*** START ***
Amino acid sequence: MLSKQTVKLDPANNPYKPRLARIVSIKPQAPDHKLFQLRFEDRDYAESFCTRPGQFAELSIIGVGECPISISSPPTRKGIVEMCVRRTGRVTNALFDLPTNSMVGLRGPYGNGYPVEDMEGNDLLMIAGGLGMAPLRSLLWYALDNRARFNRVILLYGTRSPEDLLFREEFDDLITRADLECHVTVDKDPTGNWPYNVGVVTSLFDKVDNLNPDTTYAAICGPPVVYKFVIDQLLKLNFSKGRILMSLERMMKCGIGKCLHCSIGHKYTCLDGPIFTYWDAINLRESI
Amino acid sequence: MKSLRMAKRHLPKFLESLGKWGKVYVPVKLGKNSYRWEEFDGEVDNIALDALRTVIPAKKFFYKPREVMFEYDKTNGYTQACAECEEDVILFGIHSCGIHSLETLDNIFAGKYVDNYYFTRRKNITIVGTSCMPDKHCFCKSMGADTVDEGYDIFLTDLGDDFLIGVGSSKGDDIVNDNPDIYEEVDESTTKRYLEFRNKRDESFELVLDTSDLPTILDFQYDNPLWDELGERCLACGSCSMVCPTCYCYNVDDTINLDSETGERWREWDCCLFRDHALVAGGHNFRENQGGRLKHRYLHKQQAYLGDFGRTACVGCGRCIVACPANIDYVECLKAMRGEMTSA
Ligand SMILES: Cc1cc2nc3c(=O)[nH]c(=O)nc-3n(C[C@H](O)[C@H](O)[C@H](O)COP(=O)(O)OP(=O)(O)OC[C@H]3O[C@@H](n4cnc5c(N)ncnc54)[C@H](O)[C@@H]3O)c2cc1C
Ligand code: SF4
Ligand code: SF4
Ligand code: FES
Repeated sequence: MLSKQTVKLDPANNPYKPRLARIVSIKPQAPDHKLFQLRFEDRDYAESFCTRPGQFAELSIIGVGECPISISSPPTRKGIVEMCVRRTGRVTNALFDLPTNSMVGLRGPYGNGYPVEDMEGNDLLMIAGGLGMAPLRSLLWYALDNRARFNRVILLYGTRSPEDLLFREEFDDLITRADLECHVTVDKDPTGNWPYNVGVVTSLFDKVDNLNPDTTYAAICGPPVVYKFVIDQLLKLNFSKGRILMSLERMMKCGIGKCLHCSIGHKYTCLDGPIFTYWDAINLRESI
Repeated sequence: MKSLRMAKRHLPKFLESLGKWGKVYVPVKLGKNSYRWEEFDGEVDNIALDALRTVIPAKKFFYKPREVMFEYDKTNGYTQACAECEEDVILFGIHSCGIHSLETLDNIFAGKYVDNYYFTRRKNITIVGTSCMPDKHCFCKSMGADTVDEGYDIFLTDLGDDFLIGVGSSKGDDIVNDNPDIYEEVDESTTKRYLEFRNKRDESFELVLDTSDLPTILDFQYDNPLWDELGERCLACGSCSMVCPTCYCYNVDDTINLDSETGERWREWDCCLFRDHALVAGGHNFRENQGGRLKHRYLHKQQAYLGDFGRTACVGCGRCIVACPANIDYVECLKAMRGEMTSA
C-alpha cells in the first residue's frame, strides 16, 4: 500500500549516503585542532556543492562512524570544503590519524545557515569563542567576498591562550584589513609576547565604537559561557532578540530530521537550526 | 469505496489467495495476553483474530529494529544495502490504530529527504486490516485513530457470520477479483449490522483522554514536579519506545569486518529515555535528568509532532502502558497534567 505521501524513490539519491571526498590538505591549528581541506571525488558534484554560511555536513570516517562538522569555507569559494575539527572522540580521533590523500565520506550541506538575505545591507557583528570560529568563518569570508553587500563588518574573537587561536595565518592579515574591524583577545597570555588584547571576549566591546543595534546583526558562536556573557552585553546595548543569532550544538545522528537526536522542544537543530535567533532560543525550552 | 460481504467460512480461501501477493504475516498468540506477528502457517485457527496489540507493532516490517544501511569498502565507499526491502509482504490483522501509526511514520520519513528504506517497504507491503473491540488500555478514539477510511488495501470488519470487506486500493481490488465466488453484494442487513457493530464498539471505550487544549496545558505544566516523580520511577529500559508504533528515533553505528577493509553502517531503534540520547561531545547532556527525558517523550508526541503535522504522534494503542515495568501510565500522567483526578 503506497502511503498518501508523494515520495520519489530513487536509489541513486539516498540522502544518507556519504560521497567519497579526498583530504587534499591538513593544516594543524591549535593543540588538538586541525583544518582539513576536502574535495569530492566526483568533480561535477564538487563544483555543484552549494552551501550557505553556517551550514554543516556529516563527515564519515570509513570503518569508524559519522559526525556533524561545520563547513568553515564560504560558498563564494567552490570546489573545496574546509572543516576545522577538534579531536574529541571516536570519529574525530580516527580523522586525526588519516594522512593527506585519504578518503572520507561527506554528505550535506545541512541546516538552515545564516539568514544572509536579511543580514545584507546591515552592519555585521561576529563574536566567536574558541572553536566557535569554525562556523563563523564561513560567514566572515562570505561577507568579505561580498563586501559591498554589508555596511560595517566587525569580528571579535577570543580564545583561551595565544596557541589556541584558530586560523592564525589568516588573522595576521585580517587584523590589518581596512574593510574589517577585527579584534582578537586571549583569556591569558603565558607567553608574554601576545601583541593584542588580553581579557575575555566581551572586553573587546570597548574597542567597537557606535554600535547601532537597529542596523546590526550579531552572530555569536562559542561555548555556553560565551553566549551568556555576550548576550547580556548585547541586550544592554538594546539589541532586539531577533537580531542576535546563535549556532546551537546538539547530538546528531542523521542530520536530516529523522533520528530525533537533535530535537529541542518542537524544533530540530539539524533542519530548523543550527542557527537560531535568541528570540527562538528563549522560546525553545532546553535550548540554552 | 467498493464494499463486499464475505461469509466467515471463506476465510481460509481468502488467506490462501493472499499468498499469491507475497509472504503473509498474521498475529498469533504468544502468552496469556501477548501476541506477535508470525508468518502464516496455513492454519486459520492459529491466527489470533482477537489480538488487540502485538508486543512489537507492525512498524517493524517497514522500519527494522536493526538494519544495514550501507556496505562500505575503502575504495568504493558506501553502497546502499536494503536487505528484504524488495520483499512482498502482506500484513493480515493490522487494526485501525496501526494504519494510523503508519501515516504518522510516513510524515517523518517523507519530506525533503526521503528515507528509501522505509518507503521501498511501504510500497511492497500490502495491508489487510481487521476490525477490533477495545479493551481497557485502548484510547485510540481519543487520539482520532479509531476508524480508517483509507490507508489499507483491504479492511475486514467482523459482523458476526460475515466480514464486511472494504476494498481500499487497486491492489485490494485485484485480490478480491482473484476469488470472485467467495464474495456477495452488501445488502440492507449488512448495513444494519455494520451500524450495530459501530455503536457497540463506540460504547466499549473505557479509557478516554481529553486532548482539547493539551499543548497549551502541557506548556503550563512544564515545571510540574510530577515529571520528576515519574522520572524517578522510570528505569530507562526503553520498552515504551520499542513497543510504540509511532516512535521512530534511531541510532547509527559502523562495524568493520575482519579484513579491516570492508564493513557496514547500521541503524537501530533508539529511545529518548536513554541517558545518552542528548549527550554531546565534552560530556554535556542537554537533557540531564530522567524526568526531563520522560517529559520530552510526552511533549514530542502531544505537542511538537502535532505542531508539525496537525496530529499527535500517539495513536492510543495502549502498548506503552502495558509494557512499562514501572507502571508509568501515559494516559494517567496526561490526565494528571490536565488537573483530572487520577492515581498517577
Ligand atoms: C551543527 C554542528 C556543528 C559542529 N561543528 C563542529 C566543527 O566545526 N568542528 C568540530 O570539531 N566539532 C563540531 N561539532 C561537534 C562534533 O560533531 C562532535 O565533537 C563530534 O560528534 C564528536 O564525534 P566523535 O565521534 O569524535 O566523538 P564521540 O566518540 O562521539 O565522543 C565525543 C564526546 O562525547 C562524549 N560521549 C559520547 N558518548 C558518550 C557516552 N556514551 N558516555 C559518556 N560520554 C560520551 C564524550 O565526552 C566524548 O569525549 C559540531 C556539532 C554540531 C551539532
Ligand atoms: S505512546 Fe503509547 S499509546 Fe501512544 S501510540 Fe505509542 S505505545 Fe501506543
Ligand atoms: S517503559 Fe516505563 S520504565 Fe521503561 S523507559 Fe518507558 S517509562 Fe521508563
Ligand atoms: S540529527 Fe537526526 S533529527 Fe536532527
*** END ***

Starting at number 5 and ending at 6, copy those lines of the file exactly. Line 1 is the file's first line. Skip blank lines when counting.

Ligand code: SF4
Ligand code: FES